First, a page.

The GPM concept of operation may be straightforward, but investors and potential purchasers must ensure their investment dollars are not exposed to excessive risk, particularly product cost, construction, and schedule risks. Gravity Power commissioned Babendererde Engineers, underground engineering and construction experts located in Bad Schwartau, Germany, to produce GPM construction plans, cost estimates, and schedules. That work was further examined by Hochtief, a large international engineering and construction firm headquartered in Essen, Germany.

After completing its analysis of the GPM, Hochtief has offered to construct GPM plants, providing customary warranties. Andritz Hydro, the world’s largest manufacturer of pump-turbines, has also signed on to supply equipment with customary warranties, as have other equipment suppliers. Mason said the GPM preliminary design, which includes engineering and construction details for all the critical elements of the system, is nearing completion.

The most significant task in building a GPM is constructing the power and penstock shafts. Shaft construction uses open pit mining techniques, and the pump-turbine motor-generator is the same design as that used for classical pumped storage. The piston is constructed of rock, either carved in place or removed and mixed with concrete. The piston is then encased in reinforced concrete, covered with a stainless steel skin, and mounted on a steel base plate.

The civil work, which includes construction of the power shaft, penstock shaft, and the piston, will take approximately two years and four months for the 160-MWh-size system (40 MW for 4 hours). The project’s critical path is the delivery schedule for the rotating equipment.

Interest Grows in Germany

The German grid is undergoing dramatic changes caused by the shutdown of its nuclear plants and its fast-rising reliance on wind and solar power. The Neckar-Alb Region in the German state of Baden-Württemberg is considering GPM technology in lieu of one or more of the five proposed conventional PSH plant designs (each over 300 MW) that would provide backup to its renewable energy assets.

As expected, these large PSH plants are running into severe public opposition and zoning issues, making it impossible for Baden-Württemberg to proceed with its Regional Plan. Regionalverband, the local planning authority, has included the GPM as a cost-effective alternative to classical PSH in its revised resource plan, which was approved and published in April 2013. The Regional Plan provides the legal framework that qualifies technology selections in this region of Germany. This is the first time that a new storage technology has been included in its regional grid planning. The Neckar-Alb Regionalverband also is investigating two sites for a 300-MW GPM, and GPM is being seriously considered as a less-invasive replacement for a proposed 700-MW conventional PSH project in Bavaria. Clearly, the market for bulk energy storage is booming in Germany.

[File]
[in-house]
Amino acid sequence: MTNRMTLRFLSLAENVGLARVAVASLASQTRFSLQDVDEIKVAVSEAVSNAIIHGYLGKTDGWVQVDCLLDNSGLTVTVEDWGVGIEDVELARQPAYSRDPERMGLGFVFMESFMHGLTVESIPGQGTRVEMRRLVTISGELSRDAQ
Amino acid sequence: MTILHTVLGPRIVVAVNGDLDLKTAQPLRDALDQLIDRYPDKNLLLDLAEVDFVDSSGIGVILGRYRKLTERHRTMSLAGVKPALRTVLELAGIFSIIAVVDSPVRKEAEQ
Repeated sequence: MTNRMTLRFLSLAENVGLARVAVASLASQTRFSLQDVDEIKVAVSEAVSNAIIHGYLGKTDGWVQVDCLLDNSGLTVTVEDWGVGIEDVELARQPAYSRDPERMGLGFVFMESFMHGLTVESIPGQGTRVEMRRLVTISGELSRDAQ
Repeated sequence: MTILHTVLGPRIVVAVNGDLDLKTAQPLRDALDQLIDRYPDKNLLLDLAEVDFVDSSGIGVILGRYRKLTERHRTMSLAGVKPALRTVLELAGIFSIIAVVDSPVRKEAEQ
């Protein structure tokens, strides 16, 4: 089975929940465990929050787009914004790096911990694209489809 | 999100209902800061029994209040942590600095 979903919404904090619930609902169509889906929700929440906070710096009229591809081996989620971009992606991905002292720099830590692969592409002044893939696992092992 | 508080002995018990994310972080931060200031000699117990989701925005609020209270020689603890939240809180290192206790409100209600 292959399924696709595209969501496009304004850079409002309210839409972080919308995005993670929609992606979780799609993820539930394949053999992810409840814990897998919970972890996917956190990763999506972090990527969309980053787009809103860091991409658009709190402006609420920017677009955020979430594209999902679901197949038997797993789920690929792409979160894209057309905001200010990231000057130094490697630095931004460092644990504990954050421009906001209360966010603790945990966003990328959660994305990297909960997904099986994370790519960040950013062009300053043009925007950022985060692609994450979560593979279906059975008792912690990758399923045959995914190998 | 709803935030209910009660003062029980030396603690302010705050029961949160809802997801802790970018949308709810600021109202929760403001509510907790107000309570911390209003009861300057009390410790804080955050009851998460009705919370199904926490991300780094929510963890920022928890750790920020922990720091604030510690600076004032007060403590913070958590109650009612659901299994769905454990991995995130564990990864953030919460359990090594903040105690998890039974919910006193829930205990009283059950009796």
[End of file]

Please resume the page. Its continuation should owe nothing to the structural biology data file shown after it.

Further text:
Although there is considerable interest in large-scale bulk energy storage in Germany, barriers remain. For example, the existing German feed-in tariffs do not include energy storage. These issues may be resolved after the fall elections, when the newly elected German Bundestag considers legislation for federal and state support of bulk energy storage technologies.

Next Steps

To maintain its market momentum, Gravity Power must complete the Series B round financing while completing final steps of product development. The final design hurdle is developing the piston seal. The GPM uses a stationary seal system mounted halfway down the main shaft. The seal must have low friction along the moving piston but must also hold against a pressure differential of ~500 psi and accommodate small piston diameter variation. In planning is a 2-m seal test to identify the optimum sealing material, followed by a full-scale 30-m test at full pressure and maximum piston speed. The seal development is a solvable problem; it may even involve using an off-the-shelf product.

The piston seal is the last preliminary design milestone for the GPM. The next step is to build the proposed demonstration plant. It is for these tests that the Series B round financing is being sought.

Gravity Power holds the promise of reasonably priced, easily sited, and insignificant-environmental-impact bulk energy storage. I predict that the GPM will soon be a critical part of grid of the future, both in the U.S. and other countries.

Dr. Robert Peltier, PE is POWER’s editor-in-chief.